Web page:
Not long ago, fat was the evil dietary villain. Before that it was salt. Now the sugar-free diet has exploded onto the health and wellness scene — and seems to have topped many people’s list of New Year’s resolutions.
Sugar-free diets encourage people to avoid table sugar (sucrose), sweeteners such as honey and maple syrup, refined flours, condiments, soft drinks, sweets and some fruits such as bananas. Some also recommend eliminating or restricting dairy products.
The diet’s advocates rightly note that excessive sugar consumption may lead to obesity and therefore increase the risk of type 2 diabetes, heart disease and some cancers.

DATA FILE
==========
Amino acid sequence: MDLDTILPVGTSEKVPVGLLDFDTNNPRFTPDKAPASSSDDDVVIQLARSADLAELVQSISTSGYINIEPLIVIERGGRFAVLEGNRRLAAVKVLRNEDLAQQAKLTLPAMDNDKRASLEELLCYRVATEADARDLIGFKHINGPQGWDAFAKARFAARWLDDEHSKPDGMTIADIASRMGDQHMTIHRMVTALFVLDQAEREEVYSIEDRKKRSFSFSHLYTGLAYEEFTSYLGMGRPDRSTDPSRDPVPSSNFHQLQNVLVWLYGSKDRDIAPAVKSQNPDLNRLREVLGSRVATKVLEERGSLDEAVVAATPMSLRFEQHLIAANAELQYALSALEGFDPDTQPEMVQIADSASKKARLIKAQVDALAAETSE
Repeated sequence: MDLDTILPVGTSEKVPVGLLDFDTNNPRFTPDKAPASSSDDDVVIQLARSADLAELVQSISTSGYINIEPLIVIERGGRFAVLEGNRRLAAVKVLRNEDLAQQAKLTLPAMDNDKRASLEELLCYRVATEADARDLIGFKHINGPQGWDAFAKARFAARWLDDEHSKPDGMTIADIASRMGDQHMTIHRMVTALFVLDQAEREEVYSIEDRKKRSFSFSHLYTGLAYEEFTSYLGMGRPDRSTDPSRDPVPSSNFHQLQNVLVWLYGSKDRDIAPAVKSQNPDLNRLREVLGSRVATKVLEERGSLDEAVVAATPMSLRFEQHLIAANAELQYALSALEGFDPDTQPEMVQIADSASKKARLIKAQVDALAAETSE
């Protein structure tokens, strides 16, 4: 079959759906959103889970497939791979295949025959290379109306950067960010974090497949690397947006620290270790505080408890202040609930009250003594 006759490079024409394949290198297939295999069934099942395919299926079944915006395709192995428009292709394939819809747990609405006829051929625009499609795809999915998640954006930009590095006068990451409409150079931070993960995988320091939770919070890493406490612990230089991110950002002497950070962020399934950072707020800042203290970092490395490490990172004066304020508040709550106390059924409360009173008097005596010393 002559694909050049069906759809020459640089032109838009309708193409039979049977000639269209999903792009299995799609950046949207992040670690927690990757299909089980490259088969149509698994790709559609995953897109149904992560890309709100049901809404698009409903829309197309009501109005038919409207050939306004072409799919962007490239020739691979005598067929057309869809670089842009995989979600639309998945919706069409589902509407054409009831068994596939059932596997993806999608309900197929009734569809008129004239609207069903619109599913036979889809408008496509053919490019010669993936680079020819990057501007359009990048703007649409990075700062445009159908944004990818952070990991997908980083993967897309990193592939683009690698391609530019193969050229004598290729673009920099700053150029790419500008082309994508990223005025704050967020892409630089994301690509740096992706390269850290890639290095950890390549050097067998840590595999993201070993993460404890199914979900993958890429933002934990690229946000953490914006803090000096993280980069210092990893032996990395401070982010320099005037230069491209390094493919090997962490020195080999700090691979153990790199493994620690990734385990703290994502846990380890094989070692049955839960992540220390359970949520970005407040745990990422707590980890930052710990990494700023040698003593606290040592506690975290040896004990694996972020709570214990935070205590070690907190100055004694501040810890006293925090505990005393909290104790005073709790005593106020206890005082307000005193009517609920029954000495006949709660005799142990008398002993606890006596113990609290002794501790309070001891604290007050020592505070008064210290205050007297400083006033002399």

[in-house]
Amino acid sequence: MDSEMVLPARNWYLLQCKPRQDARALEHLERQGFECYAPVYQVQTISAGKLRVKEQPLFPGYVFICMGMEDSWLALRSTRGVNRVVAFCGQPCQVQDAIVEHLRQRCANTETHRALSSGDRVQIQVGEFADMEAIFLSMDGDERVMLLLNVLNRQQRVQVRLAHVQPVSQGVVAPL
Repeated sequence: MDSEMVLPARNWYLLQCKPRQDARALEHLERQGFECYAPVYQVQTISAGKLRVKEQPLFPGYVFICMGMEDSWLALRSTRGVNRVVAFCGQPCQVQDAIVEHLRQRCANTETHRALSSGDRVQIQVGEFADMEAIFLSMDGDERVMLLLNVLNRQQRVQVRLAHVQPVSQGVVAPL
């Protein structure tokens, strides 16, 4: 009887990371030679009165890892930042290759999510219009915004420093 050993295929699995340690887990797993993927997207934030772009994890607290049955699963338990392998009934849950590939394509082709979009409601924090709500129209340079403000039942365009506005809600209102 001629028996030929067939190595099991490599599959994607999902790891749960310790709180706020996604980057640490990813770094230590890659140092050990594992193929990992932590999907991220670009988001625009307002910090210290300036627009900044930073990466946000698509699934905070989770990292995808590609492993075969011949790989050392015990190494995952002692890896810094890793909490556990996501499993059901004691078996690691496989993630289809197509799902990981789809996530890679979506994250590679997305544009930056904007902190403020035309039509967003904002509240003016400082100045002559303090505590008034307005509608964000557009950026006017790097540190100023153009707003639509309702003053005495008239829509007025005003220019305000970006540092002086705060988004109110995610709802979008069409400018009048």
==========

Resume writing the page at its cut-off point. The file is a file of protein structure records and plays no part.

And it’s true we are swallowing too much of the sweet stuff, with the average Americanconsuming around 20 teaspoons of added sugar a day.
But you don’t need to quit sugar to lift your game on healthy eating. Quitting sugar is unlikely to improve your health any more than cutting down on ultra-processed foods, eating more vegetables, cooking food from scratch and limiting how much extra sugar you eat and drink.
At best, the sugar-free diet is confusing and imposes an arbitrary set of rules that aren’t based on scientific evidence. At worst, such a restrictive diet can create food fear or an unhealthy relationship with food.